A critically important, universal success principle is featured throughout Dewitt Jones’ recent account of his experience as a photographer and photojournalist for National Geographic. Dewitt Jones is the highly acclaimed, world-class photographer whose images have been featured in scores of National Geographic expeditions over the past 20 years.
On his very first day on the job, Dewitt’s new boss sat him down and emphatically said:
- “Look, if you work here, you’re part of a team of photographers that are the best in the world. You don’t have to prove yourself, not to me, or to the other photographers.
- What I do demand that you do is improve yourself. Every day, strive to be a better photographer, a better visual storyteller.
- And everything you learn, share it openly with the other photographers here at NGS. Improve and share; if you do that, you’ll do fine. If not, you won’t work here long.”
To this day, Dewitt describes those words from his new boss as an extremely valuable and life-changing gift. “Don’t worry about proving yourself; just improve yourself!”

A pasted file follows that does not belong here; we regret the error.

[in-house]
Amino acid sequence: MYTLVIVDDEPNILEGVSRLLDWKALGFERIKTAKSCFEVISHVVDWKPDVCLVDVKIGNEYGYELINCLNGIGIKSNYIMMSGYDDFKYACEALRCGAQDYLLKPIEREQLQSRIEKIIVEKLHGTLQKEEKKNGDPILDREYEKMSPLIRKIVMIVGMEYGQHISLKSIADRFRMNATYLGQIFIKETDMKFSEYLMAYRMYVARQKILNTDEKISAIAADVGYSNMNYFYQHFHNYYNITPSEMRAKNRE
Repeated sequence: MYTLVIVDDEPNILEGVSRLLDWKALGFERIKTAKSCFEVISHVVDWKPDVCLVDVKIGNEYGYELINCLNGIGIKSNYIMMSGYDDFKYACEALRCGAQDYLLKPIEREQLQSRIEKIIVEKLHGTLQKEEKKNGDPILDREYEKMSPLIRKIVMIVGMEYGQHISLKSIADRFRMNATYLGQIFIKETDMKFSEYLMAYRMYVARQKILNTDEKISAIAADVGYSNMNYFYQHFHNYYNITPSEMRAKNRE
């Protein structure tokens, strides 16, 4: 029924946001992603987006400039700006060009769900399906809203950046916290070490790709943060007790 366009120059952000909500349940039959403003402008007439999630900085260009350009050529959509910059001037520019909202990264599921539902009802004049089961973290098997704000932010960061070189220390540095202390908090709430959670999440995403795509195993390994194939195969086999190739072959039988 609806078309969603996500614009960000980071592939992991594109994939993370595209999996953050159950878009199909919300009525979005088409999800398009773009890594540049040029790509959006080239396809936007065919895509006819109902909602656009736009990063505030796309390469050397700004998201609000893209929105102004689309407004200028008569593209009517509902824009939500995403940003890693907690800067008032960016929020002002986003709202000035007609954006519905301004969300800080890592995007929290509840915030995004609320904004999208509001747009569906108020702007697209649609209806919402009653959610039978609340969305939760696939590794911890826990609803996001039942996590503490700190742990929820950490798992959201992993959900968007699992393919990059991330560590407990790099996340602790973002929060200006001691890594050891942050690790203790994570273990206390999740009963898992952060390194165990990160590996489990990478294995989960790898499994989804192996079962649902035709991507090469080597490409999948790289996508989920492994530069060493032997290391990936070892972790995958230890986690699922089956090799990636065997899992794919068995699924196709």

Over the years, Dewitt “watched countless photographers waste countless hours trying to prove themselves to others rather than spending those same hours improving their technique and sharpening their eye.”
The same is true in all areas of all of our lives. Each of us have watched hundreds, even thousands of people waste countless hours trying to prove themselves to others rather than spending those same hours improving themselves, their performance and their value.
Dewitt Jones is absolutely right when he writes, “you get better a lot faster by focusing on improving rather than proving. You learn far more by sharing than by hoarding.”
And so it is with each and every one of us. We get better much faster by focusing on improving rather than proving. We also contribute and learn far more by sharing than by hoarding.
Don’t prove yourself; improve yourself – and then openly share with others!